Berlin composer Maya Shenfeld’s music is as powerfully evocative as it is strikingly intimate. Through a mastery of sound sculpting and visionary approach to composition Shenfeld has established herself as one of the most vital voices in Berlin’s New Music scene. Her work exists in liminal spaces, collapsing the boundaries between electronic synthesis and organic sound as it draws equally from classical tradition and underground experimentalism. Each aspect of her output, from site-specific sound installations to works for new music ensembles and even playing guitar in punk bands, combines an astute technical prowess with an authentic, tangible expression of soul. Shenfeld’s debut solo record In Free Fall merges the grand vision of orchestral music with the granularity and intimacy of deep listening, exploring a tension between immaculately structured compositional architecture and the sheer joy of noise, grain and feedback.
1. Rose is a rose is a rose is a rose
2. ΔS ≥ 0
3. Being in free fall may lead to spatial disorientation, a sense of confusion between the self and its surroundings to such an extent that this distinction itself may dissolve.
1. What is the biggest inspiration for your music?
One of the first things that come to mind is meditation, both the experiences I’ve had while meditating, but also this highly focused, present, and embodied state of mind we tap into while listening to music, or playing music. There are other things too: interior and exterior landscapes, colour palettes, conversations with friends, or just a certain mood.
2. How and when did you get into making music?
This might sound like a bit of a cliché, but ever since I can remember myself I always gravitated towards music. From a very young age, I attended a music-focused school that offered an old-world, rigorous, conservative, music education. My main instrument was classical guitar, and as I grew older I had a somewhat complicated relationship with my classical upbringing: the fluorescent-lit concert halls, the traditional role ascribed to the performer, the hierarchy (and patriarchy) of it all. Music is what brought me to Berlin over a decade ago, though my practice had its share of twists and turns, I shifted towards improvisation and composition and, at the same time, joined a punk band. For a while I found myself playing at venues such as the Konzerhaus Berlin, or the opera, just to join my band the next day at some of the city’s most infamous indie venues (a far cry from ’s Techno temples). I never stopped loving classical music though, and through these experiences I started engaging with it differently, bringing to it this sort of more immediate, unrestrained connection.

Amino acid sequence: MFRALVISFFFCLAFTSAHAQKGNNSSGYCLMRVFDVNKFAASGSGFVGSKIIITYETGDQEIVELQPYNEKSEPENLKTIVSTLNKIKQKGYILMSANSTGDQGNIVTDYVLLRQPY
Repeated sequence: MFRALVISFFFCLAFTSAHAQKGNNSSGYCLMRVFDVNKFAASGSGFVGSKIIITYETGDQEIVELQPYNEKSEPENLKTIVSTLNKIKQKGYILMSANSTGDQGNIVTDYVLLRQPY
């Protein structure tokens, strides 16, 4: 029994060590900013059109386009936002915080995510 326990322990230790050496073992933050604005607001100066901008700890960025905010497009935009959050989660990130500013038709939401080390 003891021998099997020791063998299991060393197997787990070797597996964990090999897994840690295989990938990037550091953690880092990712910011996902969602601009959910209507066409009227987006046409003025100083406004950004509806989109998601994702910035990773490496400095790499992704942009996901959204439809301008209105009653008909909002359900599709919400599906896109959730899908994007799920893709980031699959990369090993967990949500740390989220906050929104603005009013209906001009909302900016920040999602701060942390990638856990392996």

3. What are 5 of your favourite albums of all time?
Yo La Tengo – And Then Nothing Turned Itself Inside Out
Morton Feldman – Palais de Mari
Laurie Anderson – Heart of a dog
Alice Coltrane – Journey in Satchinanda
Johannes Brahms – Cello Sonatas (Pieter Wisplewey)
4. What do you associate with Berlin?